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Anesthesiology/declining colonoscopy sedation


ed wrote at 2012-11-07 01:06:52
Thanks Mike: I had the rescheduled exam today and ran into the same crna insisting that she needed to be present for the colonoscopy; this time I made sure that the endo doc was present.  I asked her to listen to the following: I'm not consenting to sedation (one episode of anyphylaxis was enough), so there's no need for a sedation consent.  She then stated that even though I wasn't getting sedation, she still needed to be present to do the specialized monitoring and again asked me to sign the consent.  I was polite and let her speak; then I added that "her specialized monitoring is only necessary because of the drugs usually given, right?"  When she wouldn't answer the endo doc agreed with me.  The added: "if you don't want me present to keep you safe, that's your decision". The exam was completed, but I was still bothered by the crna's comment about safety-it makes me reluctant to return for other procedures.  Thanks for your comments and insights.

krista wrote at 2013-01-03 04:12:38
I just read this older post and I infuriates me!  Patients have a right to determine exactly what anesthesia care they want (or do not want)..the anesthesiologist can then agree to do or to refuse to do the case.  This is not a nursing (crna) decision, it's one that a physician needs to decide. Personally, I always insist on anesthesiologist-only care because I have had (as well as many friends have had) TERRIBLE experiences with crna anesthesia.  I have to say that Mike is doing everyone a service by explaining the crna role.   I consent to anesthesiologist-only care (I'm an advance-practice nurse); it's definately safer.  But when I read Mike's responses, I wish that he was my anesthesia provider if I had to accept a crna.  Actually, I would prefer a good crna working within the limits that we agreeed upon to a crna "managed" my an anesthesiologist.  These 2 "professions" hate each other and put the patient in the middle.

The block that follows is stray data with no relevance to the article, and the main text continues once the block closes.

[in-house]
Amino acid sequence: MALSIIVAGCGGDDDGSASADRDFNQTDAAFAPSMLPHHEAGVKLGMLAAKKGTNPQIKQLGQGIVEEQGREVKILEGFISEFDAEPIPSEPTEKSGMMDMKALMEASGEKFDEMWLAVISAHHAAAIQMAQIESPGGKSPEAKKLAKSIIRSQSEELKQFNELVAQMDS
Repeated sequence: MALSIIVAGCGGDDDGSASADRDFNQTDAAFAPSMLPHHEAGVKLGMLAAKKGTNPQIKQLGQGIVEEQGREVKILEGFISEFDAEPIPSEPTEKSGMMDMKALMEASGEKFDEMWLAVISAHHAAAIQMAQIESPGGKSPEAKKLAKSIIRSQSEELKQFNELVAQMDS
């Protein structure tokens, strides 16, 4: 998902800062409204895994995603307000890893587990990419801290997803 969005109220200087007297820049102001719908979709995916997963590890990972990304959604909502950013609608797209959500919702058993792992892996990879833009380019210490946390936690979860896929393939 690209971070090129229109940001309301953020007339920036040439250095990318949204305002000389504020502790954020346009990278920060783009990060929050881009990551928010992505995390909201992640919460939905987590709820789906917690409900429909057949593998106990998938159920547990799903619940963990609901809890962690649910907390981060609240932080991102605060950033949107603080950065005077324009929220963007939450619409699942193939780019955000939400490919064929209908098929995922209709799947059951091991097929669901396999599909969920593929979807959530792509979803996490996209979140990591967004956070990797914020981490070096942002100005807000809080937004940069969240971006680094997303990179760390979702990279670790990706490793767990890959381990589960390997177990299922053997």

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Mike MacKinnon MSN FNP-C CRNA


I am a former Trauma Flight RN now a Family Nurse Practitioner and a Nurse Anesthetist (CRNAs). I can help answer questions on the CRNA profession and clinical anesthesia. I work full time as an independent practice CRNA and have a special interest in regional anesthesia, particularly peripheral nerve blocks. I also teach ultrasound regional anesthesia and lecture all over the country. If I do not know the answer, I will find it for you.


I am a Family Nurse Practitioner and a Nurse Anesthetist who works as an independent/autonomous practitioner. There are often questions about my profession and I would like to offer the service of an actual CRNA. If you did not know, there are about 40000 of us which equates to 50% of the anesthesia providers in the USA today. I also lecture and teach ultrasound regional anesthesia all over the country.

AANA (American Association of Nurse Anesthetists)
IARS (International Anesthesia Research Society) AANP (American Association of Nurse Practitioners)

Air Medical Transport Journal
OutPatient Surgery Magazine

Bachelors of Science in Nursing
Masters in Nursing
Family Nurse Practitioner
Certified Registered Nurse Anesthetist (CRNA)

Awards and Honors
Excellence in anesthesia education award

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